Today brought a new understanding of the Transalp. It’s not about playing silly-buggers, hammering the last few miles of a stage to gain a measly one or two minutes on your competitors. No, it’s about grinding on for hour after hour, day after day, trying to hold some semblance of pace. Picture the scene – we’re on the last climb of today’s stage. The first climb was hellish, taking almost 2 hours. Next we endured a long transition, taking in singletrack, one smaller climb, and 30 km of gravel and tarmac along the valley floor. Now we are crawling up another 1000 vertical metre ascent. I am going flat out, yet my heart rate is only 145 bpm, over 20 beats below threshold. For once Rob is faring worse than me, sitting behind, stuck to my wheel. However, everyone else must be knackered too, since we are gradually passing team after team. At first we’ll see them up ahead, perhaps going around the next hairpin, and slowly, so slowly, we catch them, sometimes taking 10 or 15 minutes to do so. We ease around them. They might try staying with us for a while, but then a gap opens, first 5 metres, then 10, 15 and slowly, so slowly, they disappear behind. It’s like racing in slow motion.

Going back to the beginning, though, and it’s 5:20 am, and the start of another day. I’ve had another crappy night’s sleep and above all would like to stay in bed, but we have to get up and go to breakfast. It’s going to be a long stage, the second longest of the race, so I have to stuff my gullet when the thought of eating simply repulses me. At least we’re once again gridded in block A, so do not need to line up early and then fight for position. However, it does mean watching team after team accelerate away from us after the start, something neither of us is used to. Whilst we wait for the gun another rider points out that Rob’s rear tyre is down to the casing at one point where a knob has been pulled clean off. With 118 km to go this is clearly something of concern, but nothing can be done now. The gun fires and, as usual, we are taken straight into a long climb, 23 km up to 2200 metres from our current 1200 metre altitude. On paper it had looked ok to me; the reality is something of a shock. Apart from a short and steep initial section, we take a gravel track that follows a stream up a long valley floor. Although we’re gradually gaining height, the track rolls up and down, completely destroying any rhythm. This hurts both of us. We are latched on to a train of riders led by one strong man. There is another train up ahead, and sometimes it looks like we will catch them, but it’s just not going to happen and they gradually draw away into the distance. This is something of a shame for (as we subsequently hear from Todd of the Rocinantes), Frischy is in the group, and later on he will lead the 30 km of tarmac and gravel transition at about 50 kph into the headwind, giving everyone a free ride. But back to the present. Both of us are suffering bad, holding on by sheer will-power. One by one the other teams in the train drop off – they must be hurting too – until eventually we’re the only pair left. Since we have been doing no work, we are waved through, but a few miserable attempts to show that we are not wheel-sucking scum (two by Rob and one by me) convince the strong rider that we are of no use, and he carries on pushing at the front.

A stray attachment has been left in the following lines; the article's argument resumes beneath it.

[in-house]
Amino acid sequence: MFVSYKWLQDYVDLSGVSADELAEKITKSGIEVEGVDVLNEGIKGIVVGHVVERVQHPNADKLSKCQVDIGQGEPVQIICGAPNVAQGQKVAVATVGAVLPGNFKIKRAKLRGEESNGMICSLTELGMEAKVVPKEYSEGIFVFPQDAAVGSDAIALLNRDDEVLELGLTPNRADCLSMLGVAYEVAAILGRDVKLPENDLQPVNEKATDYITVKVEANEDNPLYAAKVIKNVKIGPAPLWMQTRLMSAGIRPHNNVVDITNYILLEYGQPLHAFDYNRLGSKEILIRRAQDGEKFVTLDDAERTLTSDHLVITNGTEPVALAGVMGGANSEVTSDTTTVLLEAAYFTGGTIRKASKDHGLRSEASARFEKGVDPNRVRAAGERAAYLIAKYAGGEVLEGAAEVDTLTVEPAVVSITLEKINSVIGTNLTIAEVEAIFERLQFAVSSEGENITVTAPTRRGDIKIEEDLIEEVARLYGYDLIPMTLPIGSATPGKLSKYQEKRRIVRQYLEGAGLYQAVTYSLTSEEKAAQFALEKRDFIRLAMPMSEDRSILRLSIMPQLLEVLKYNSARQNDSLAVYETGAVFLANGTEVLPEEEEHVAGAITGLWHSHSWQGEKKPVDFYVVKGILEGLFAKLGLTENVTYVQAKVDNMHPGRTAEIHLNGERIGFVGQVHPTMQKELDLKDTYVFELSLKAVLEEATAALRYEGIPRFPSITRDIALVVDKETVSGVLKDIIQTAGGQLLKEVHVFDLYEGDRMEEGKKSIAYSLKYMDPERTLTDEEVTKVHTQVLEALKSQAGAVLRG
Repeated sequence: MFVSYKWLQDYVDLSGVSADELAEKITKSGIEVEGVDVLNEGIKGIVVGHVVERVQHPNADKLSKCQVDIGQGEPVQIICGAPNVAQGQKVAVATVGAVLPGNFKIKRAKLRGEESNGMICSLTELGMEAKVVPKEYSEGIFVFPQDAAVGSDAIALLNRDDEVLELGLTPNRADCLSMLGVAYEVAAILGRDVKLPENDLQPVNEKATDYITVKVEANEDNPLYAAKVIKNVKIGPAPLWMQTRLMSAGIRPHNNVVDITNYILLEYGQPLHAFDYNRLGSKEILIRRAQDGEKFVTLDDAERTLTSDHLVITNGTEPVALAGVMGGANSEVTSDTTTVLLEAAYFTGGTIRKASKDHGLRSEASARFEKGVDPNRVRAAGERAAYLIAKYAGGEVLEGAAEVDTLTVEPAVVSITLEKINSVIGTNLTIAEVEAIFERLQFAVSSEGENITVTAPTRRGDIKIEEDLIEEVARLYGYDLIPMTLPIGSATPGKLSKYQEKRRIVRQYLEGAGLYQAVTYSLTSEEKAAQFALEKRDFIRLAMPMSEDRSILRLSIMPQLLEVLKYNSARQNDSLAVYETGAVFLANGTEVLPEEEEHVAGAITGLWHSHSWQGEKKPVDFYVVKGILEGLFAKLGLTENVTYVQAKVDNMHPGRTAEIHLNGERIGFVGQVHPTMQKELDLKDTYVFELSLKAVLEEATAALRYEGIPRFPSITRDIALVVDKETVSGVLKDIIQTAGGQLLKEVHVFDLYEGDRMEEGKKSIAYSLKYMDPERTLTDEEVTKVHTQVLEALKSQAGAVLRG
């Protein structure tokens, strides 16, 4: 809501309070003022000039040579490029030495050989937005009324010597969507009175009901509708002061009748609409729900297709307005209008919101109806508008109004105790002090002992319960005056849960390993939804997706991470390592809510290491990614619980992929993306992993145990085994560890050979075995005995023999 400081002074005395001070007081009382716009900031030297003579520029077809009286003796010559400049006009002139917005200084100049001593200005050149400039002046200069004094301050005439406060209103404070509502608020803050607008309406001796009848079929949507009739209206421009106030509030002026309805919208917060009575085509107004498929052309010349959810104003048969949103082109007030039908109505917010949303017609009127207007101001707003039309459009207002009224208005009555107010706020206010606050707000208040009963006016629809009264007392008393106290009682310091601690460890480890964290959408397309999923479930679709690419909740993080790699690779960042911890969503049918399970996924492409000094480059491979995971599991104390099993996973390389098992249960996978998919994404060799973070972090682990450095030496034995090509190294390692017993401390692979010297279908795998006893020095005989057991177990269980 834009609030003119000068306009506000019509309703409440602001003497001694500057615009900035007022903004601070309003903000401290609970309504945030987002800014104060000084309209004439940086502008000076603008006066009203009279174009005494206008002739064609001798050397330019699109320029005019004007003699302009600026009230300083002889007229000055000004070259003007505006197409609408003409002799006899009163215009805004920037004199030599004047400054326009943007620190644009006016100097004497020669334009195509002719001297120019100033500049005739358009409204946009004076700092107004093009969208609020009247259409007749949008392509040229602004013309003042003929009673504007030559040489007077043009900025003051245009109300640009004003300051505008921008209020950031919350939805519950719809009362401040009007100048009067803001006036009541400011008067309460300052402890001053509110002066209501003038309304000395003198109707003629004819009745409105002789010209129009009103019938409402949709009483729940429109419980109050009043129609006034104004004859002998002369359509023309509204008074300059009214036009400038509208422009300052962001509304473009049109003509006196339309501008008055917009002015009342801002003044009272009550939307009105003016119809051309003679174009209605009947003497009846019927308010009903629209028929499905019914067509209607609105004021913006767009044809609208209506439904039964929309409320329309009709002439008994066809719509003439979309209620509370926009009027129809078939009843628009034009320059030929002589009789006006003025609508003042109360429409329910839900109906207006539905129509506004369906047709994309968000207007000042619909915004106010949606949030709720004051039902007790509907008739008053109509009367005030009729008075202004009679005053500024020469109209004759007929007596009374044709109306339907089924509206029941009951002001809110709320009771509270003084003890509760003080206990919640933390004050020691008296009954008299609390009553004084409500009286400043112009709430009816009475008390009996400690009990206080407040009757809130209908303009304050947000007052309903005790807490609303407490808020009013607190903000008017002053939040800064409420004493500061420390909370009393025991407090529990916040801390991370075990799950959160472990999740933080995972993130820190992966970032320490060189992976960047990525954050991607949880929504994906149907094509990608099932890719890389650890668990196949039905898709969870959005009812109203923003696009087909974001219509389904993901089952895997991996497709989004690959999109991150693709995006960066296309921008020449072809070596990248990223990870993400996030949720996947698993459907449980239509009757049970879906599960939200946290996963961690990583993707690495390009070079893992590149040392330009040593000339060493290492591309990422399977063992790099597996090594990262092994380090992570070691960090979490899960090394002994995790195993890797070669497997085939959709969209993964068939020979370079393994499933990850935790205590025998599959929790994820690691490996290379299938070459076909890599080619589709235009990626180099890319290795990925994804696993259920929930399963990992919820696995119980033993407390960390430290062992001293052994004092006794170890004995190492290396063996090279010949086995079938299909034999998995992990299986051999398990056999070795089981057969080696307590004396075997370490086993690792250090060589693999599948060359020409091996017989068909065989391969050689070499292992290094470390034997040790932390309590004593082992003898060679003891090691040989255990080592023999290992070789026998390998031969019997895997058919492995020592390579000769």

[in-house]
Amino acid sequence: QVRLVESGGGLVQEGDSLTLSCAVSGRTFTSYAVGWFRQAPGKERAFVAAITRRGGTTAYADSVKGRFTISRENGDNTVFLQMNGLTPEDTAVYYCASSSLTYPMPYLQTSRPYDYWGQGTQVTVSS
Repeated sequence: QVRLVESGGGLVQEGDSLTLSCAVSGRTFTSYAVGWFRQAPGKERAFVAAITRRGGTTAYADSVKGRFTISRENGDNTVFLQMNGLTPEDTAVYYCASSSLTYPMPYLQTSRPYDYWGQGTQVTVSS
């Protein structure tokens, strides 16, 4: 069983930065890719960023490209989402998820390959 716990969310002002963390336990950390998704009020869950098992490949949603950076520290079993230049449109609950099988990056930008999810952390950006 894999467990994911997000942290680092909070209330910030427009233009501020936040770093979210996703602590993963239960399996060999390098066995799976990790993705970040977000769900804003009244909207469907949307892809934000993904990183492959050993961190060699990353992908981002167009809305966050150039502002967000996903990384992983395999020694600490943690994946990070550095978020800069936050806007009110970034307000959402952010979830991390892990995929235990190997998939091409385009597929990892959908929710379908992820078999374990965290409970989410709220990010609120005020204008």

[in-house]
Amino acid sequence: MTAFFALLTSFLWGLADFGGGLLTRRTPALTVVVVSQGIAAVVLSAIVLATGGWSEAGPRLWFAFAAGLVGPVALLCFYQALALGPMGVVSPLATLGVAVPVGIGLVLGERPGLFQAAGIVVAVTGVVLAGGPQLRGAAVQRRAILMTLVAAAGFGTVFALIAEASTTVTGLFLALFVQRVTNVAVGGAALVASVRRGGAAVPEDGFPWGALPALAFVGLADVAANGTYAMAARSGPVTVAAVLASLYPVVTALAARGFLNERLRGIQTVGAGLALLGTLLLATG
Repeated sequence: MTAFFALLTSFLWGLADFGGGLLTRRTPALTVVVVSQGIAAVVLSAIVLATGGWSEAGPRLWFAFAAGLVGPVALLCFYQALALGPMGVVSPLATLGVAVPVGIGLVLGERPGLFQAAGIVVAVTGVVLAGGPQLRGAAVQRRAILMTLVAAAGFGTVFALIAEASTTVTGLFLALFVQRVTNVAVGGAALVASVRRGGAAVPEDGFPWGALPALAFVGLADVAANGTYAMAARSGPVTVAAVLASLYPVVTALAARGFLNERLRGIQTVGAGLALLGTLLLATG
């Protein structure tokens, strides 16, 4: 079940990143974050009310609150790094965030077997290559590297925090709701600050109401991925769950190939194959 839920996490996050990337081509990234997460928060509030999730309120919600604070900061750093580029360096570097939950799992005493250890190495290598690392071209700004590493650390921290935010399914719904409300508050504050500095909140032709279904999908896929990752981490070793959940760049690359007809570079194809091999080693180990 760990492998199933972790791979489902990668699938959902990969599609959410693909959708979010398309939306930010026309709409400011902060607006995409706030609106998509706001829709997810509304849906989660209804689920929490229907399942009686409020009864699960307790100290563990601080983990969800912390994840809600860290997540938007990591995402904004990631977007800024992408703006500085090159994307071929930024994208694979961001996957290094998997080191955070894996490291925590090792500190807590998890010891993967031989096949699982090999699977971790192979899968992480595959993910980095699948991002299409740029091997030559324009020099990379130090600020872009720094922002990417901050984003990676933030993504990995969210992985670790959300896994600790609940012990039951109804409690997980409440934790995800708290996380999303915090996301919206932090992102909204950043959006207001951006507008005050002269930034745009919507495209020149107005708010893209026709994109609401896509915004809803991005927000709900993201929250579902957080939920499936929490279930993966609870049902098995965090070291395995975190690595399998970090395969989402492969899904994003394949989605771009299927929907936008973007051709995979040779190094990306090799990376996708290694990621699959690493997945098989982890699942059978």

This goes on and on until eventually we reach the singletrack that tops the climb. As soon as we start this the pair we’ve been holding on to pull away, since we don’t have the strength to follow. Except for a little mud, the track should be quite fun, but I’m in a world of misery, not even able to appreciate the spectacular views of wild mountains either side. The track takes us to the typical fast and loose gravel descent. Near the bottom Rob has a flat. Considering the state of his rear tyre, alarm bells are ringing in my head, but luckily it’s the front that has gone down, and we are soon away after a quick change. What follows is something of a blur. Roads, gravel roads, and a tough little climb where I am feeling stronger, and we pull away from some other teams, Rob stuck to my wheel. Shortly after there is a great section of sandy singletrack that winds up and down through woods along a steep valley side. I follow Rob through this; he’s clearly tired, lacking his usual power and technique. After this, there is a long, flattish transition to the last climb. We’re in a train led by a strong rouleur type who is powering along into a headwind, whilst the rest of us hide, conserving energy. Yes, once again we are wheel-sucking scum, but when we had attempted to start some chaingang rotation the group was too disorganised to cooperate. This section is still difficult in its own way, with lots of tricky, sharp turnings that are dangerous in such a group. Overall, though, nothing much happens until we reach the final climb.